Expose Yourself to Art : Towards a Critical Epistemology of Embarrassment

Jones, Gwyneth Siobhan. 2013. Expose Yourself to Art : Towards a Critical Epistemology of Embarrassment. Doctoral thesis, Goldsmiths, University of London [Thesis]

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Abstract or Description

This thesis investigates the negative affect of ‘spectatorial embarrassment’, a feeling of exposure and discomfort sometimes experienced when looking at art. Two particular characteristics of embarrassment figure in the methodology and the outcome of this enquiry; firstly that embarrassment is marginal, of little orthodox value, and secondly, it is a personal experience of aversive self-consciousness. The experiential nature of embarrassment has been adopted throughout as a methodology and the embarrassments analysed are, for the most part, my own and based on ‘true’ experience. Precedent for this is drawn from ‘anecdotal theory’, which uses event and occasion in the origination of a counter-theory that values minor narratives of personal experience in place of the generalising and abstract tendencies of theory-proper.

The context is a series of encounters with artworks by Gilbert & George, Jemima Stehli, Franko B, Adrian Howells, and Sarah Lucas. They are connected by their contemporaneity, their ‘British-ness’, and that they allow the spectator no comfortable position to look from. This enquiry engages with theories of ‘the gaze’ (as both aesthetic disinterest and a dubious sign of cultural competence) and the challenge to aesthetic disinterest made by ‘transgressive art’ which may provoke a more engaged, even embodied response.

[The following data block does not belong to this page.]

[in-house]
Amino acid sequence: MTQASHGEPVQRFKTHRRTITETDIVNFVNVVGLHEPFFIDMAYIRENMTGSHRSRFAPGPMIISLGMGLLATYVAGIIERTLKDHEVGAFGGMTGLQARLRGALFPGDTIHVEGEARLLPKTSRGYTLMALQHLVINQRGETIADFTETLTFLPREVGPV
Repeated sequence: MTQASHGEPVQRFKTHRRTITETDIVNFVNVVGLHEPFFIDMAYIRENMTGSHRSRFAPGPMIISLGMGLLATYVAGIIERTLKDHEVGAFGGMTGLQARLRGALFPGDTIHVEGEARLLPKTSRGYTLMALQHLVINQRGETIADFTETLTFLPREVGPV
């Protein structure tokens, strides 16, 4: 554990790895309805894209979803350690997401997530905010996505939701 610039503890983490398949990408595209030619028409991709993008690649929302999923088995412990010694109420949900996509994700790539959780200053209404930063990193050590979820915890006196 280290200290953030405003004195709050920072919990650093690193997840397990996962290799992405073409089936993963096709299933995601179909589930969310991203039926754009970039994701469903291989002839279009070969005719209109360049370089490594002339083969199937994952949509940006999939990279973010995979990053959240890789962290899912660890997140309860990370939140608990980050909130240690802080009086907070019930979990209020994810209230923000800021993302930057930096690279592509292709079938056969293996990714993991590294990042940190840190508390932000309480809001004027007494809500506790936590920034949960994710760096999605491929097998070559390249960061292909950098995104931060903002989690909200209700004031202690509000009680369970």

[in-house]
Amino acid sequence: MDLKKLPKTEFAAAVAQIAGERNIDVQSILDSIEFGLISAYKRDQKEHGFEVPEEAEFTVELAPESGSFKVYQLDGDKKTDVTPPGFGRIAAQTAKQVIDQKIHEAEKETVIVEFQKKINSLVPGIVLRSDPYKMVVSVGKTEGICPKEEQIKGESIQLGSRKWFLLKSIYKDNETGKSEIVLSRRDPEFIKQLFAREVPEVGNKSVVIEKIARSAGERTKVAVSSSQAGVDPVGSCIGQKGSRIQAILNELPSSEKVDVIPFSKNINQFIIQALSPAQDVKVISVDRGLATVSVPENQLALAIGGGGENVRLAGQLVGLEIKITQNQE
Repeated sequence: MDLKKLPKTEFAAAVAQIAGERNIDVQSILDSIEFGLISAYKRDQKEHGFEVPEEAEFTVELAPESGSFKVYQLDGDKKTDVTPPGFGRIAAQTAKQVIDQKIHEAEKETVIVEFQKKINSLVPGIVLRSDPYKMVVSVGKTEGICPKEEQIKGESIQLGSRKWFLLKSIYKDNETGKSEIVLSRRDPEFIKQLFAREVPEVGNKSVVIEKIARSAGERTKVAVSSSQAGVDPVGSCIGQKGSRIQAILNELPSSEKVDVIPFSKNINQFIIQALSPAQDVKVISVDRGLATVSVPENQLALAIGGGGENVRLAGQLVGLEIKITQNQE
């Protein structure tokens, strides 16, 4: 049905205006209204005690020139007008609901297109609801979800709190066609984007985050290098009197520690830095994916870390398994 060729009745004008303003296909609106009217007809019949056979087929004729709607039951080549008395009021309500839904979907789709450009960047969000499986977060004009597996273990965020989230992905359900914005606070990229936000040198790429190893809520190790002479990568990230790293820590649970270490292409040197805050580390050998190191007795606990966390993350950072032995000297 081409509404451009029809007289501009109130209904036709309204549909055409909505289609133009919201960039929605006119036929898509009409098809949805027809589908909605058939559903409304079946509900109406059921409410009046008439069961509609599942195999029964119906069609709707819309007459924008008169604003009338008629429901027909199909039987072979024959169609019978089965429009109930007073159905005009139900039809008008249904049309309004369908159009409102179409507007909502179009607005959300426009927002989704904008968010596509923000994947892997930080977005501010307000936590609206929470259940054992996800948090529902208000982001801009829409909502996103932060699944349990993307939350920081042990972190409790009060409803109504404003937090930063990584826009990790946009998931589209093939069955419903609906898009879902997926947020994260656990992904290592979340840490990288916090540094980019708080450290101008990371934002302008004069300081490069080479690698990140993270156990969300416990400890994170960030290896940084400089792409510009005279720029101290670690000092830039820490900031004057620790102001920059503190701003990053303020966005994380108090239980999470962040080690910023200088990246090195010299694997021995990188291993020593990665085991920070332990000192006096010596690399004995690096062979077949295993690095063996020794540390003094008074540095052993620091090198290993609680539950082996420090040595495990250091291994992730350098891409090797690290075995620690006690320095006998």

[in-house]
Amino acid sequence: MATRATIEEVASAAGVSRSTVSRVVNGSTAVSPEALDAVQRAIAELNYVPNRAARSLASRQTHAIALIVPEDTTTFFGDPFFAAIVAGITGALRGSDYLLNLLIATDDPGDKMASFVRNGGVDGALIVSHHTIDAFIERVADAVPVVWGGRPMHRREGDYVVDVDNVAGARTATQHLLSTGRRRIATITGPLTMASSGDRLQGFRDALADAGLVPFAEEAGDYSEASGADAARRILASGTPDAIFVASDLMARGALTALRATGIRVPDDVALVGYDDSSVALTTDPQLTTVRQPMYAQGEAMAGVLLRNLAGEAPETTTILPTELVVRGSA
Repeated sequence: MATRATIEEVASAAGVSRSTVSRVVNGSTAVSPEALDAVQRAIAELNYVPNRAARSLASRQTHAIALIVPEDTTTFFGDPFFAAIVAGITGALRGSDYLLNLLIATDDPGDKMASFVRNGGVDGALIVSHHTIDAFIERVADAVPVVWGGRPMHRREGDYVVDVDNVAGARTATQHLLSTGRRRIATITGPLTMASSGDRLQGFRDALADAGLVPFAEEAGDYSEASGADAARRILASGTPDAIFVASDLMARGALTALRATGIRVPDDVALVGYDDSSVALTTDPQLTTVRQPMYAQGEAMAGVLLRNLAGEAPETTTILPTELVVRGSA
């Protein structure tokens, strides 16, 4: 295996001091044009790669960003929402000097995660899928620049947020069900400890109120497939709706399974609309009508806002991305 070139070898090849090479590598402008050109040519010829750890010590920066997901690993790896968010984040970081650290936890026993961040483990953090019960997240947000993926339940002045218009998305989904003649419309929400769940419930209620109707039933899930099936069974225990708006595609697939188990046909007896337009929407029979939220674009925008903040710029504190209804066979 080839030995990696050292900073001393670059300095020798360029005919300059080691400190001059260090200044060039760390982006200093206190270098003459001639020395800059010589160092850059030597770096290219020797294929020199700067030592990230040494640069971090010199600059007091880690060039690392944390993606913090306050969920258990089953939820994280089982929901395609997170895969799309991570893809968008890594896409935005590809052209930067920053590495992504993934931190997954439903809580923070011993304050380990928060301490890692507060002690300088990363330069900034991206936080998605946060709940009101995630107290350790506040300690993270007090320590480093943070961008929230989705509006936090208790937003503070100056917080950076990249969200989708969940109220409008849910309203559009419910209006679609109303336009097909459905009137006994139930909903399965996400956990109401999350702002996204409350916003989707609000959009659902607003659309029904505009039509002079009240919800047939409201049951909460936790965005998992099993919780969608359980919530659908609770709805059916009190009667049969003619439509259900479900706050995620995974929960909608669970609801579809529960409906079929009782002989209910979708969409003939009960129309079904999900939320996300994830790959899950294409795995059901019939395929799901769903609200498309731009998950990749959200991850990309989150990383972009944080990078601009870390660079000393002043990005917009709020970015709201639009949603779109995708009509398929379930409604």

Each encounter sparks consideration of differing causes and outcomes of embarrassment that resonate beyond art to broader sociocultural territories particularly in terms of gender and class. The approach taken is inherently interdisciplinary, situated within the affective turn, and engaging with feminist and queer discourses. Moments of embarrassment as ‘thinking-feeling’ are finally configured as a critical epistemology, or a ‘body of knowledge’ offering the opportunity to value the singular truth of embarrassment as an embodied criticality that is critical of coercive patterns of social ‘okayness’ and belonging.

Item Type:

Thesis (Doctoral)

Departments, Centres and Research Units:

Visual Cultures



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Date Deposited:

27 Jan 2014 13:03

Last Modified:

08 Sep 2022 08:56



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